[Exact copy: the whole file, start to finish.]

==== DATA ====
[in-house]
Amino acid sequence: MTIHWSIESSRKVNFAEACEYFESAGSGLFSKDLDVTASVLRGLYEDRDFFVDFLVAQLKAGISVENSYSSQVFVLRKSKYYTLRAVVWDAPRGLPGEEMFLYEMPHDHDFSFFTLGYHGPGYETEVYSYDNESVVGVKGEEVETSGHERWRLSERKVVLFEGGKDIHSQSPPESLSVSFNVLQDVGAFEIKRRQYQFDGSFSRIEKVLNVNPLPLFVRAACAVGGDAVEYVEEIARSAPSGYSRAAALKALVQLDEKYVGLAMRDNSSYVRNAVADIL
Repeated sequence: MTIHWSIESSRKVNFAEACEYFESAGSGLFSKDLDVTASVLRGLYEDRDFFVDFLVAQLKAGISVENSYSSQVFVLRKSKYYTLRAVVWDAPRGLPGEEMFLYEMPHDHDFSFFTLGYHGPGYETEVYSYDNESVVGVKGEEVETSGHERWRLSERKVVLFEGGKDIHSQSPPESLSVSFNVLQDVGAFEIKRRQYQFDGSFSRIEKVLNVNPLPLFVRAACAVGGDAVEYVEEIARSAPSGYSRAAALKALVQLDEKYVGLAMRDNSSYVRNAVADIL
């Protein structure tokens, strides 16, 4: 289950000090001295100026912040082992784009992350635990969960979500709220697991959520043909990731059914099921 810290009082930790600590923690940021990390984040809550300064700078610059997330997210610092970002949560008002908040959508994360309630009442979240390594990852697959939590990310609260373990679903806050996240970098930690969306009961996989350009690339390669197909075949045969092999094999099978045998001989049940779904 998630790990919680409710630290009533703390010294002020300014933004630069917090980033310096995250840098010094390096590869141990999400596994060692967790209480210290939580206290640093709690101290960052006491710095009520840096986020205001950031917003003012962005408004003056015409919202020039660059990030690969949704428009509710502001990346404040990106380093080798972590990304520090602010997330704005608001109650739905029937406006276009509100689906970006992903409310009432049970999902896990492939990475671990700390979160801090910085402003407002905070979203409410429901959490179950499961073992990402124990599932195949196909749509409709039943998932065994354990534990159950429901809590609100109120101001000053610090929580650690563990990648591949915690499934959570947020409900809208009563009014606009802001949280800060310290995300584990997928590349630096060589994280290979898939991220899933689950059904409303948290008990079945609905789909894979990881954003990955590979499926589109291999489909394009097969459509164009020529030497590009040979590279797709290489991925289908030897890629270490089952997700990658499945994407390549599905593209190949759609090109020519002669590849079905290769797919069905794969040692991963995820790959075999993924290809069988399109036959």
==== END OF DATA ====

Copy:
[in-house]
Amino acid sequence: MTIHWSIESSRKVNFAEACEYFESAGSGLFSKDLDVTASVLRGLYEDRDFFVDFLVAQLKAGISVENSYSSQVFVLRKSKYYTLRAVVWDAPRGLPGEEMFLYEMPHDHDFSFFTLGYHGPGYETEVYSYDNESVVGVKGEEVETSGHERWRLSERKVVLFEGGKDIHSQSPPESLSVSFNVLQDVGAFEIKRRQYQFDGSFSRIEKVLNVNPLPLFVRAACAVGGDAVEYVEEIARSAPSGYSRAAALKALVQLDEKYVGLAMRDNSSYVRNAVADIL
Repeated sequence: MTIHWSIESSRKVNFAEACEYFESAGSGLFSKDLDVTASVLRGLYEDRDFFVDFLVAQLKAGISVENSYSSQVFVLRKSKYYTLRAVVWDAPRGLPGEEMFLYEMPHDHDFSFFTLGYHGPGYETEVYSYDNESVVGVKGEEVETSGHERWRLSERKVVLFEGGKDIHSQSPPESLSVSFNVLQDVGAFEIKRRQYQFDGSFSRIEKVLNVNPLPLFVRAACAVGGDAVEYVEEIARSAPSGYSRAAALKALVQLDEKYVGLAMRDNSSYVRNAVADIL
């Protein structure tokens, strides 16, 4: 289950000090001295100026912040082992784009992350635990969960979500709220697991959520043909990731059914099921 810290009082930790600590923690940021990390984040809550300064700078610059997330997210610092970002949560008002908040959508994360309630009442979240390594990852697959939590990310609260373990679903806050996240970098930690969306009961996989350009690339390669197909075949045969092999094999099978045998001989049940779904 998630790990919680409710630290009533703390010294002020300014933004630069917090980033310096995250840098010094390096590869141990999400596994060692967790209480210290939580206290640093709690101290960052006491710095009520840096986020205001950031917003003012962005408004003056015409919202020039660059990030690969949704428009509710502001990346404040990106380093080798972590990304520090602010997330704005608001109650739905029937406006276009509100689906970006992903409310009432049970999902896990492939990475671990700390979160801090910085402003407002905070979203409410429901959490179950499961073992990402124990599932195949196909749509409709039943998932065994354990534990159950429901809590609100109120101001000053610090929580650690563990990648591949915690499934959570947020409900809208009563009014606009802001949280800060310290995300584990997928590349630096060589994280290979898939991220899933689950059904409303948290008990079945609905789909894979990881954003990955590979499926589109291999489909394009097969459509164009020529030497590009040979590279797709290489991925289908030897890629270490089952997700990658499945994407390549599905593209190949759609090109020519002669590849079905290769797919069905794969040692991963995820790959075999993924290809069988399109036959």